The best of the best in England tests

Richard Hadlee and England’s David Gower pose with duelling pistols before the first test at Lord...
Richard Hadlee and England’s David Gower pose with duelling pistols before the first test at Lord’s in July, 1986. PHOTOS:GETTY IMAGES
Three New Zealand teams have toured England and recorded a test series victory. Cricket writer Adrian Seconi revisits the glory and names a combined team.

1986

What a year.

Chernobyl. GST. Shoulder pads.

All disasters, but the New Zealand test team helped put a smile back on our faces with an historic series win in England.

The Kiwis arrived with a pitiful test record of one win and 19 losses from 31 games.

But we had Richard Hadlee. He took 19 wickets during the series, including a 10-wicket bag in the crucial second test which New Zealand won by eight wickets.

Hadlee took six for 80 to help dismiss the home side for 256 in its first innings and New Zealand got a healthy lead thanks to unlikely batting hero John Bracewell.

He scored his only test century but had valiant support from Evan Gray, who batted for nearly five hours for 50.

Bracewell grabbed three key wickets during England’s second innings. He got the ball to bounce more than expected. And when Hadlee took the second new ball, England’s resistance dissolved.

The other two tests were drawn.

Chris Cairns (left) and Dion Nash (second left) leave the pitch clutching stumps after New...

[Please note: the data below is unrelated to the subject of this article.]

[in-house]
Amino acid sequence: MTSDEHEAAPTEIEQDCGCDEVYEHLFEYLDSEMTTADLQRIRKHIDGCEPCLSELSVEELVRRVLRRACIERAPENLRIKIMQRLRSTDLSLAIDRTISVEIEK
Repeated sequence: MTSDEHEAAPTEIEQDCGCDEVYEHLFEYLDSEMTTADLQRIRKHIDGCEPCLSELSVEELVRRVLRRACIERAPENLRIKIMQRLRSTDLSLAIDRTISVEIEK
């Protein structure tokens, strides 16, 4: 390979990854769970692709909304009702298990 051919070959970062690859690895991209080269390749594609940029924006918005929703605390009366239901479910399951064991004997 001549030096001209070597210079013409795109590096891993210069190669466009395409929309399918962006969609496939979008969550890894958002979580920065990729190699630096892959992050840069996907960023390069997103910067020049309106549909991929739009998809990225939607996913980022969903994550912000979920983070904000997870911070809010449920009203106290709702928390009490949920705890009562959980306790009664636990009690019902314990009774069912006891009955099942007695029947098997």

Chris Cairns (left) and Dion Nash (second left) leave the pitch clutching stumps after New Zealand beat England at the Oval in August, 1999.
1999

Remember Y2K?

It never actually happened.

But the world did kind of end for the English. New Zealand fought back from 1-0 down to win the four-game series 2-1.

Chris Cairns took six for 77 to help dismiss England for 186 and Matt Horne made a fighting century to set up a nine-wicket win in the second test.

New Zealand dominated the third test but rain robbed the game of too much time and England escaped with a draw.

The series hung in the balance and New Zealand had to cling on during the opening day of the fourth test.

Stephen Fleming’s unbeaten 66 and a valuable 51 from Daniel Vettori carried New Zealand through to 236.

England limped to 153 in reply. Cairns snaffled five for 31 and, when his side ran into deep trouble in the second innings, he thumped 80 from 93 balls in a brilliant counterattack.

He dispatched spinner Phil Tufnell for four sixes during that knock.

Dion Nash picked up four wickets in the second innings to help seal an 83-run win and a series victory. But Cairns had established himself as a world-class all-rounder.

Devon Conway bats during the second test at Edgbaston last week.
Devon Conway bats during the second test at Edgbaston last week.
2021

Covid bubbles — no troubles.

The Blacks Caps had a few hurdles to overcome. Preparation was limited due to Covid-19 restrictions. But probably the biggest hurdle was the pressing need to keep everyone fresh for the World Test Championship final against India beginning this week.

As a result the Black Caps made an unprecedented six changes mid-series and it worked out wonderfully.

New Zealand dominated the opening game at Lord’s. Devon Conway scored a double century on debut and Tim Southee took six for 43 in a tremendous display of swing bowling in the first innings.

But the English weather came to the rescue of the home team.

No such luck in game two. The Black Caps’ incoming sextet heaped pressure on the selectors with some outstanding performances.

None were more impressive than Matt Henry, who was named player of the match for his three wickets in each innings.

He helped guide New Zealand to an eight-wicket win. But despite his efforts he is likely to miss out on a place in the team for the final.

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